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I have a question about designing a solar-hydro energy system, as we ran into a problem in the implementation phase. We have 1 kW pv plant connected directly to a charge controller, and the 1 kW hydro turbine connects to it after a rectifier. The problem is that the charge controller draws as much power as it can from the turbine, making it stall.

The hydro turbine typically produces about 400 W, and when connected to the charge controller, it tries to produce the rated 1 kW, its frequency plummets and it stalls.

What options do we have to limit the power output of the turbine? Finding a cheap, off-the-shelf solution would be preferable but I wouldn't rule out building something ourselves.

Thank you for the help!

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  • \$\begingroup\$ Why do you think limiting the power solves the problem? "the charge controller draws as much power as it can from the turbine, making it stall." is not true: if it stalls power output is 0. You want to maximize power output (i.e. find the operating point that yields most power), don't you? \$\endgroup\$ – Curd Oct 17 '19 at 8:07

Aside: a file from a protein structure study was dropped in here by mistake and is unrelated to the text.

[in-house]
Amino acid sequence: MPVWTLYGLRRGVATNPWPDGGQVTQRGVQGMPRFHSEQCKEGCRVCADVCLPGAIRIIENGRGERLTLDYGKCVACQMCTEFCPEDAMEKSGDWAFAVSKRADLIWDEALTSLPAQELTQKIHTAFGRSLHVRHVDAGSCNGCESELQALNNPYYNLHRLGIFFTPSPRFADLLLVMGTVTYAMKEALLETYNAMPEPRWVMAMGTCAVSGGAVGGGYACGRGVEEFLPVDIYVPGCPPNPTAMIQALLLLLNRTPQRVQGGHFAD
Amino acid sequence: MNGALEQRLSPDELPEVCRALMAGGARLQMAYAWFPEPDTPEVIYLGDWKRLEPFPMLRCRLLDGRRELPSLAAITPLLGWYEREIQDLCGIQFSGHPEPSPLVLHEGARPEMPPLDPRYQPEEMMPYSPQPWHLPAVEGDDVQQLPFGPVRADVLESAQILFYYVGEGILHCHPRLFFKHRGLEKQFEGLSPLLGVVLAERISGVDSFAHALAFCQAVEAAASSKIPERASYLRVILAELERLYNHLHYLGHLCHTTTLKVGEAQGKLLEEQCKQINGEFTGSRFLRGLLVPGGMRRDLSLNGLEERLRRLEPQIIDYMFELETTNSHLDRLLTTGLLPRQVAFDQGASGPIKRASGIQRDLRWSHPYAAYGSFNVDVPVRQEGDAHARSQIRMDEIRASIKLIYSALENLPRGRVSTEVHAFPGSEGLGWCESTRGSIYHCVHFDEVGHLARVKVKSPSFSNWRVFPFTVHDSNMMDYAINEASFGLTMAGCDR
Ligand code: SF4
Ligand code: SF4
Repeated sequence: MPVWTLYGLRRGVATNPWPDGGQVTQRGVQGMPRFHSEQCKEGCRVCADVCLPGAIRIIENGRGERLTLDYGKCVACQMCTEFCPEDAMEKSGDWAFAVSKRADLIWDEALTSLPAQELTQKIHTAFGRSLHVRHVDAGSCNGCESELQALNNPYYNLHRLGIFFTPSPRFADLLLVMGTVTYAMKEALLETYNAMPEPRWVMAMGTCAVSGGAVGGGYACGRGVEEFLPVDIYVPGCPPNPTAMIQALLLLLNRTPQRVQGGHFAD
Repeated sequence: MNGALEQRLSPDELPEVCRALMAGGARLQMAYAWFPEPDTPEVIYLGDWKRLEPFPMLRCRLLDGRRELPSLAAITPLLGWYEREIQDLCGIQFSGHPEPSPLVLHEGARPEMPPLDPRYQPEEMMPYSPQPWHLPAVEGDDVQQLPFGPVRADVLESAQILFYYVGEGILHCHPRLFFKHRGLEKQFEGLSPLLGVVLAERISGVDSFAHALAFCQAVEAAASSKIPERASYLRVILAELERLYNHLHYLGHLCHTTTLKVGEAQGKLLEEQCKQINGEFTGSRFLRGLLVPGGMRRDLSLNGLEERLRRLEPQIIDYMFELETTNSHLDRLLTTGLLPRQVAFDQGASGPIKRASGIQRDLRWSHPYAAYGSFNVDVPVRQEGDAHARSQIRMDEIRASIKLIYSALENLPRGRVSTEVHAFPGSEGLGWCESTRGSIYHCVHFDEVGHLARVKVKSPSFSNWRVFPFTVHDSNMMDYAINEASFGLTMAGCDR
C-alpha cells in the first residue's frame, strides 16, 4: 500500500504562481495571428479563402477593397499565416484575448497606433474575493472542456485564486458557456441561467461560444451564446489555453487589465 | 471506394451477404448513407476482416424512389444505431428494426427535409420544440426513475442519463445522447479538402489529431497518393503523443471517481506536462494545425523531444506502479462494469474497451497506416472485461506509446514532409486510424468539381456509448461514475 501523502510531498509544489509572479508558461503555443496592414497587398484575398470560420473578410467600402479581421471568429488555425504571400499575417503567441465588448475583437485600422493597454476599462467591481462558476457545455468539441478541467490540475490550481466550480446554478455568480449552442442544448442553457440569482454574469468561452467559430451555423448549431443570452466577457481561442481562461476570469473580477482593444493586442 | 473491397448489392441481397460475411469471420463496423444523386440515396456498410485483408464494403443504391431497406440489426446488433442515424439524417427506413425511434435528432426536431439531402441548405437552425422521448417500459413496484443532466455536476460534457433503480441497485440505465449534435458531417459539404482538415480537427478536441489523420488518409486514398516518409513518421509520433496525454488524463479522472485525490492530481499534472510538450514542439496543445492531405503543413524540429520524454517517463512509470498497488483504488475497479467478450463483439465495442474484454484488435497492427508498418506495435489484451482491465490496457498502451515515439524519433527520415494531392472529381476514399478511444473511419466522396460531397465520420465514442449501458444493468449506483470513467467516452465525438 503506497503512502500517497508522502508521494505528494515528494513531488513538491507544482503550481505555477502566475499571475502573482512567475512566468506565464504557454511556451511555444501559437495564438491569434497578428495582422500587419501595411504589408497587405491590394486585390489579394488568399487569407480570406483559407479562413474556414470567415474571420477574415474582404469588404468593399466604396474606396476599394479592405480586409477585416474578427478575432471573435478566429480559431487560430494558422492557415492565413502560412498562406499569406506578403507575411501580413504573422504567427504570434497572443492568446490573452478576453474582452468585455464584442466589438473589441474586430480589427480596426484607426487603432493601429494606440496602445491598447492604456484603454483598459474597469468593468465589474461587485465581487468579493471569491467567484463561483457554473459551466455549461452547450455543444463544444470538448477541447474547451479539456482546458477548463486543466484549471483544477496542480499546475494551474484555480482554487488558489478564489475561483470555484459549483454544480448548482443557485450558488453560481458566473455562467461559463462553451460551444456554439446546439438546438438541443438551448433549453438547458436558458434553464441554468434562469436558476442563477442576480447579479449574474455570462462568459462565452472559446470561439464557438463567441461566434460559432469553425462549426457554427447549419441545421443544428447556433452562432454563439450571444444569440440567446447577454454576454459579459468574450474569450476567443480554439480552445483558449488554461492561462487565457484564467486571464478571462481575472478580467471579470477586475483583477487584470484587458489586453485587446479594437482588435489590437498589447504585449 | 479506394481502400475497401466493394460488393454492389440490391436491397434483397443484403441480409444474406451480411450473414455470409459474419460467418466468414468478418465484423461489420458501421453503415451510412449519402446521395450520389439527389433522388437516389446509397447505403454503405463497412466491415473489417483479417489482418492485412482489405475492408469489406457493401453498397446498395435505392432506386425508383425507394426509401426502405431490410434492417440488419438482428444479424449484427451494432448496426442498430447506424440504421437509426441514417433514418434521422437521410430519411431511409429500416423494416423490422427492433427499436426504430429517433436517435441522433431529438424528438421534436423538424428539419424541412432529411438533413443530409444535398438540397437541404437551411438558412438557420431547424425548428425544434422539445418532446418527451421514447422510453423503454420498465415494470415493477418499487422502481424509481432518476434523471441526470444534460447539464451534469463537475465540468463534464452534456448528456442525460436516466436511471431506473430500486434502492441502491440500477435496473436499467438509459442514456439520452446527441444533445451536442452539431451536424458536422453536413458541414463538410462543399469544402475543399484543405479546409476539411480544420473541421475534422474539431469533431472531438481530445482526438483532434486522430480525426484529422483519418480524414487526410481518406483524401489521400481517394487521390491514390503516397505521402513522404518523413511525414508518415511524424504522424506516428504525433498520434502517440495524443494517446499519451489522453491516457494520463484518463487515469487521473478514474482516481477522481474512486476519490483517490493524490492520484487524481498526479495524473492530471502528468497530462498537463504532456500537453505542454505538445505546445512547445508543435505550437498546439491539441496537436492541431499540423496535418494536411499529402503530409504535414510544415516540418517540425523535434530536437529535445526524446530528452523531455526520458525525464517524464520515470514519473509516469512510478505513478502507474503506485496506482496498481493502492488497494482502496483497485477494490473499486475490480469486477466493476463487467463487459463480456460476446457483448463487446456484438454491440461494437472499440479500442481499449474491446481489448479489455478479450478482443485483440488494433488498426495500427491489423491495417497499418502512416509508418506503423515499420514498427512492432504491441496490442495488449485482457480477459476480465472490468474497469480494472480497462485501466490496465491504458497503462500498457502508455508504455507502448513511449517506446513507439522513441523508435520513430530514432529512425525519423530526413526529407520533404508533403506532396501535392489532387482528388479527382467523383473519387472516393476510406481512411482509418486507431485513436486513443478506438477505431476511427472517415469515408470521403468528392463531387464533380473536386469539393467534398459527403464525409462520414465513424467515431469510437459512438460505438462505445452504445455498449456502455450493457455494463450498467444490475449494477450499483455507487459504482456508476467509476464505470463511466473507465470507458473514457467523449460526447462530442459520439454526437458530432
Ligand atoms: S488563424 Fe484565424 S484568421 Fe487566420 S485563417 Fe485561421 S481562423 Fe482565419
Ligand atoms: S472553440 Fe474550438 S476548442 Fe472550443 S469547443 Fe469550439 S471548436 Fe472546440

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MPT regulation occurs when the load impedance matches the output impedance of the PV array.

The PV is a quasi linear current source so the incremental impedance is the same as the load line PV , V/I= Zout or delta V/delta I = Z a negative impedance by definition.

MPT theorem states max power is transferred when Z is matched.

therefore your goal is to detect Z with a PD sensor to predict V/I and regulate Generator load to bridge cap Z load.

PWM with LC filter is probably the best way with current sensing to track the PD sensor current as the current limit. After startup, current limit with load regulated.

SCR control with slew rate phase control is another option. Motor soft start NTC devices , a last option while semiconductor NTC’s might be marginal rated on mF load. There’s always a soft charge relay bypass method that is viable too using heater wire.

So there are 5 solutions and the theory for a spec.

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